The new clinic network platform will establish a network of patient-powered data to increase caregivers’ understanding of the disorders
RESEARCH TRIANGLE PARK, N.C. — A new network platform, Linking Angelman and Dup15q Data for Expanded Research (LADDER), will offer caregivers access to information about a larger population of patients living with Angelman or Dup15 syndromes to better inform their decisions regarding treatments and interventions.
RTI International, a nonprofit research institute, together with Angelman Syndrome and Dup15q Patient Advocacy Groups and the 15q Clinical Research Network, will develop and host the clinic network database to be shared across multiple national and international sites. This collaborative effort is funded by with the Angelman Syndrome Foundation (ASF) and the Dup15q Alliance.
“The database will establish a global network of patient-powered data that will be used to improve care for people living with Angelman or Dup15q syndrome,” said Anne Wheeler, PhD, project lead and RTI researcher at the Center for Newborn Screening, Ethics, and Disability Studies. “Furthermore, the heightened level of data analysis and discovery will increase our understanding of the disorder and help researchers target therapies and advance clinical trials more quickly and efficiently.”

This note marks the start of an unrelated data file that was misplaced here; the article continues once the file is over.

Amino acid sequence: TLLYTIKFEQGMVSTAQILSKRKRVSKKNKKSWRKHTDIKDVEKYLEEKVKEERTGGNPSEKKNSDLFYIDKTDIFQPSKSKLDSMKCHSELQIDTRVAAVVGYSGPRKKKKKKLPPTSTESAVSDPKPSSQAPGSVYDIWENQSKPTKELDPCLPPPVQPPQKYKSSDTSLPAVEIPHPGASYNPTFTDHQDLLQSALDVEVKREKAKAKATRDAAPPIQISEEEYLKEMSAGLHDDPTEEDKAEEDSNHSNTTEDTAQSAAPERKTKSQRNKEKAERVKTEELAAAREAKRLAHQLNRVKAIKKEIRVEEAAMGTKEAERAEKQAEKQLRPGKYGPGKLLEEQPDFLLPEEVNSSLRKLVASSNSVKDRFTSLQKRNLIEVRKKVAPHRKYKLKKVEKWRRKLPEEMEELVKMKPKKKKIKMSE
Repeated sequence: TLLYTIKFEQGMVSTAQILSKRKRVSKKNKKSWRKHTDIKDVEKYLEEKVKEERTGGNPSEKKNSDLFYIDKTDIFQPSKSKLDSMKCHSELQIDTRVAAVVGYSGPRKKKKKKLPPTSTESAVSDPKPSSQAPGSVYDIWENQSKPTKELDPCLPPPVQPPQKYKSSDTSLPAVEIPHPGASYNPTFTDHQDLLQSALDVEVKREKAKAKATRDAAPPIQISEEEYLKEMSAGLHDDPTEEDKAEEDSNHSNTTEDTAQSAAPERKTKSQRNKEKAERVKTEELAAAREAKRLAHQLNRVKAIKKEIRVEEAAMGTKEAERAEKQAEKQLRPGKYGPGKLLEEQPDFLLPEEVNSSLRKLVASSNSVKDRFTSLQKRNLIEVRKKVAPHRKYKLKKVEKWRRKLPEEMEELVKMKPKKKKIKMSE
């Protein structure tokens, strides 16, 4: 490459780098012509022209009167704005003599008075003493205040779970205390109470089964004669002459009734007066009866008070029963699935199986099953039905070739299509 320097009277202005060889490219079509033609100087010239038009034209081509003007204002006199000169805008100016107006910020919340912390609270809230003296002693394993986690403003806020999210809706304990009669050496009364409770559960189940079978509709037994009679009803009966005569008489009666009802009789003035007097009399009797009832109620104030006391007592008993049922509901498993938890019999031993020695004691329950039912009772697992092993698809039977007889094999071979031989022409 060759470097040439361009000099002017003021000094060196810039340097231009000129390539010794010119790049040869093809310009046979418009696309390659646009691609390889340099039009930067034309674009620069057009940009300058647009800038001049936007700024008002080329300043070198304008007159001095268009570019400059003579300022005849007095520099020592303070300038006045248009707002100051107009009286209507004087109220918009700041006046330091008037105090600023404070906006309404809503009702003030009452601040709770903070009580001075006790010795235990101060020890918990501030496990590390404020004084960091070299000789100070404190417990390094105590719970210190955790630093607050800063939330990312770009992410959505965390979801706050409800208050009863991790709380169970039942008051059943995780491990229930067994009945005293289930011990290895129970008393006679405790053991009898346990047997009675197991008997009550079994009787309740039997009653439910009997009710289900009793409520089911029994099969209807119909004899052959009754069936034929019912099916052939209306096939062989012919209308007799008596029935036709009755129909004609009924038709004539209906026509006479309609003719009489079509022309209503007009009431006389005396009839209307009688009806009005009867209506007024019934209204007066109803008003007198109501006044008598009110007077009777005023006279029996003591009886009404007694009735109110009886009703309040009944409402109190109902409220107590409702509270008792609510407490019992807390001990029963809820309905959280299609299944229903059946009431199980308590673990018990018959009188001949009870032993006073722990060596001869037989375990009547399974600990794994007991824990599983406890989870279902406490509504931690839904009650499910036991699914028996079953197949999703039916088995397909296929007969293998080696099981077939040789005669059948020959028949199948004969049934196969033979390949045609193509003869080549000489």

Angelman and Dup15q syndromes are rare neuro-genetic disorders that result from changes on chromosome 15. These changes are estimated to occur in one in 15,000 live births. Characteristics or symptoms of Angelman syndrome and Dup15q Syndromes include developmental delay, lack of speech, seizures, and walking and balance disorders. Dup15q syndrome is highly additionally associated with autism and significant intellectual disabilities. Because of their genetic relationship to autism and other disorders, many researchers believe that curing Angelman or Dup15q syndromes will lead to significant findings for similar disorders.
“The combination of data collection methods and cross disorder investigation is key to driving discovery in rare disorders like Angelman and Dup15q Syndromes,” says Vanessa Vogel-Farley, Executive Director of the Dup15q Alliance. “We are proud to support this first-of-its-kind project in 15q related disorders.”
RTI will support the development of the database by:
Finalizing standardized forms for clinicians and parents;
Developing a website and portals for data entry;
Managing data from various clinic sites; and
Working with external partners, like the Angelman Syndrome Natural History Study and the Global Angelman Registry, to link other existing datasets to the prospective clinical data.
In addition to developing and hosting the database, RTI will assist the ASF and Dup15q alliance with data analysis and oversight, including establishing protocols and parameters for data usage and publication.
“We are excited to partner with RTI and DUP15q Alliance to provide a robust database that will be used to enhance research, care and aggressively move clinical trials forward,” says Amanda Moore CEO of ASF. “The ASF is honored to provide funding for such an essential database to support our mission of working towards a therapeutic cure.”